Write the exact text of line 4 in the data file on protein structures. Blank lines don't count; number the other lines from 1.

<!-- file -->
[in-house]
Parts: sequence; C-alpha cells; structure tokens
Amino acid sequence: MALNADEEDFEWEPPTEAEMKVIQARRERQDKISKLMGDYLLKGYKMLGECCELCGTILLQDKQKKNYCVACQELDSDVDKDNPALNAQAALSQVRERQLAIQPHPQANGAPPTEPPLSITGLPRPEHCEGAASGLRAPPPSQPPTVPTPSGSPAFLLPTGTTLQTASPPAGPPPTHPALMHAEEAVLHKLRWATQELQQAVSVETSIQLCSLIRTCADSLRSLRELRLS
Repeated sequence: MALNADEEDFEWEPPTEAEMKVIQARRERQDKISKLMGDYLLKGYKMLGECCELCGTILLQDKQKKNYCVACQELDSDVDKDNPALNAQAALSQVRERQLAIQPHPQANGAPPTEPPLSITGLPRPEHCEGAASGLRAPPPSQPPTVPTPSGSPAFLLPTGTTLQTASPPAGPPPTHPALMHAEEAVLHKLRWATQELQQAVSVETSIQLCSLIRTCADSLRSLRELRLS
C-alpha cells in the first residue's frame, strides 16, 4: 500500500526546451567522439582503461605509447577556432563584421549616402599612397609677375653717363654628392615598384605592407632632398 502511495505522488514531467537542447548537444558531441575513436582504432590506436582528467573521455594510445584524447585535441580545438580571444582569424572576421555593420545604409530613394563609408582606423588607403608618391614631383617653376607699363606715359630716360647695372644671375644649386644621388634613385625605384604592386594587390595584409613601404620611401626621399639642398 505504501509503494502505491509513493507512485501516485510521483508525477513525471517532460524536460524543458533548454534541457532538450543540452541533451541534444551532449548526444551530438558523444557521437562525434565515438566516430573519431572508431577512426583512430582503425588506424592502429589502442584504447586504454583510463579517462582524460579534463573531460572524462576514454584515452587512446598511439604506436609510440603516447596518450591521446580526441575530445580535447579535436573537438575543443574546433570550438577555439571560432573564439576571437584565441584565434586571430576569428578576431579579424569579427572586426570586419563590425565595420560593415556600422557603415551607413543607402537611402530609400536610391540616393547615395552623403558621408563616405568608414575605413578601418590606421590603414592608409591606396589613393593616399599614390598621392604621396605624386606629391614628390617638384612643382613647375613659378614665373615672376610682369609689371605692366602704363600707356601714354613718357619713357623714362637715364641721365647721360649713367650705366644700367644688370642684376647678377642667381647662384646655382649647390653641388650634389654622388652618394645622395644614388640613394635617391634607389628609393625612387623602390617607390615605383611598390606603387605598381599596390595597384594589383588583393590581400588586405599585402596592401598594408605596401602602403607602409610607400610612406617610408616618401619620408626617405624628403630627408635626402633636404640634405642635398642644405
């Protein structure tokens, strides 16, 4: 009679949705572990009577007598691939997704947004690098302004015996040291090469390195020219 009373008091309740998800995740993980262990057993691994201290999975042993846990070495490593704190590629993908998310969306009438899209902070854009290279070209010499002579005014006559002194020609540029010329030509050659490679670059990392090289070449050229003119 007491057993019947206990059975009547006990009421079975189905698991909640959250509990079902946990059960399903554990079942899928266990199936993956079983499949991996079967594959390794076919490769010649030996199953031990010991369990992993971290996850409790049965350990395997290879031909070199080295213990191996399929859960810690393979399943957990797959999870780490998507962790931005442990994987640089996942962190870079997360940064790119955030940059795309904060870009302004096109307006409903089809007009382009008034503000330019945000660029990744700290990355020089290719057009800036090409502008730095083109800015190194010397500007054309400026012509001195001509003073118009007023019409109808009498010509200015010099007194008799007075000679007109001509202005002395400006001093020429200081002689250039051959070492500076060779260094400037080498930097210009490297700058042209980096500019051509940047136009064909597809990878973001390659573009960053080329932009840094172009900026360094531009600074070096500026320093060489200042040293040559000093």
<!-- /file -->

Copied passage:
Repeated sequence: MALNADEEDFEWEPPTEAEMKVIQARRERQDKISKLMGDYLLKGYKMLGECCELCGTILLQDKQKKNYCVACQELDSDVDKDNPALNAQAALSQVRERQLAIQPHPQANGAPPTEPPLSITGLPRPEHCEGAASGLRAPPPSQPPTVPTPSGSPAFLLPTGTTLQTASPPAGPPPTHPALMHAEEAVLHKLRWATQELQQAVSVETSIQLCSLIRTCADSLRSLRELRLS